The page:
Eventually the nurse looked over at me, and I suppose I must have looked pretty guilty because she yelled, "WHAT IS THIS?!"
Immediately I realized my joke was not funny to anyone but me. I confessed it was pineapple juice and I suppose the sugar level was sky high and no one was laughing. Especially my mother.
Both doctors stomped off in total disgust. The nurse just stood there shaking her head as the color in her face swung all the way back to beet red. No doubt they probably grumbled to themselves, "We come to work every single day only trying to help people - and then she comes in here expecting us to fix her problem when she's not willing to do her part!"
Does that sound familiar?
We do random drug testing at Blue Monarch. Actually, we test for a variety of things: drugs, alcohol, and even nicotine. (We are a non-smoking facility.) Occasionally we have someone who tries to fool us and finds ways to fake a test. Instant coffee, her child's urine stored in a medicine bottle, you name it and someone has tried it.
This always aggravates me. A woman comes to us for help, we are committed to helping her change her life, and then she does something like this that only cheats herself. Aren't we all on the same team here? Team Help Her?
Well, actually we may not be. At least not yet. Many of our women arrive here very broken. Some have developed pretty sharp survival skills that may show up as deceit, manipulation, and even ugly entitlement. Often they don't trust us - and they are suspicious of anyone who wants to help. "Why are you doing this for me?", which usually means, "What's in it for you?"
These are thick, heavy walls to tear down. It takes lots of time, great patience, loads of prayer, pretty intensive work - and especially the tremendous grace and mercy of God, to reach that sweet place of redemption. But in the meantime there are some days when I honestly want to grab a woman by the shoulders and say, "What were you thinking? Don't you see we are only trying to help you? Do we care more about your recovery than you do?!"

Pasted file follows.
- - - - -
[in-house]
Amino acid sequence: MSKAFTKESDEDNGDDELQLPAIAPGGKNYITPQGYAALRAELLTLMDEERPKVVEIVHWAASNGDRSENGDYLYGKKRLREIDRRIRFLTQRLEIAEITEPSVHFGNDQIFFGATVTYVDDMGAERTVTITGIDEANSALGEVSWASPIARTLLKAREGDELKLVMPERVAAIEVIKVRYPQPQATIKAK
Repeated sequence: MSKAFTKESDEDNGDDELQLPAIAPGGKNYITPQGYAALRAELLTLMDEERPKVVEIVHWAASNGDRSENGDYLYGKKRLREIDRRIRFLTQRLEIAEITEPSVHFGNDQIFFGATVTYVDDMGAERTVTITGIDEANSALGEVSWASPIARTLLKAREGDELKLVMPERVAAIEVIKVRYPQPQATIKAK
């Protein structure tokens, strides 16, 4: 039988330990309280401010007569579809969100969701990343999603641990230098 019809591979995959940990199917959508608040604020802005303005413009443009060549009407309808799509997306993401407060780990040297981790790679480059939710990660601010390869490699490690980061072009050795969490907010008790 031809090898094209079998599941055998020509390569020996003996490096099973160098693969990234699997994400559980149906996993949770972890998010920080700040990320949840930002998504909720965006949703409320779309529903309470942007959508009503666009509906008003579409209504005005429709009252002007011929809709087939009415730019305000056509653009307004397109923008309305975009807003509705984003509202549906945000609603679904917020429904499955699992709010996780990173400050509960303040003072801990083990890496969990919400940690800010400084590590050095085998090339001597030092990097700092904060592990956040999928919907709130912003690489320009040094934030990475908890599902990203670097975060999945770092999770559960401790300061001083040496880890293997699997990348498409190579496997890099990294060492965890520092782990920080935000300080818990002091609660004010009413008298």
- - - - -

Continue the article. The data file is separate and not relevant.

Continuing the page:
That's when I have to take a deep breath and ask God to please show me what He sees in her. "Please, Lord, help me see her through your eyes because I'm having a hard time loving her today." And each time I get the same response.
"She is my daughter. And I love her."
Well, this does the trick every time. In that moment I am humbly reminded that she and I are actually sisters. We are both children of God, and He loves each of us the very same - even on the days she hands us pineapple juice.
Thank you, Lord, for the raw and beautiful reality of recovery that you so graciously allow us to witness day after day. Help us to feel your presence, even on the days that are hard. Thank you for the gentle reminders that we are always to love others as you love us, and that when we do, the results can be amazing! Amen.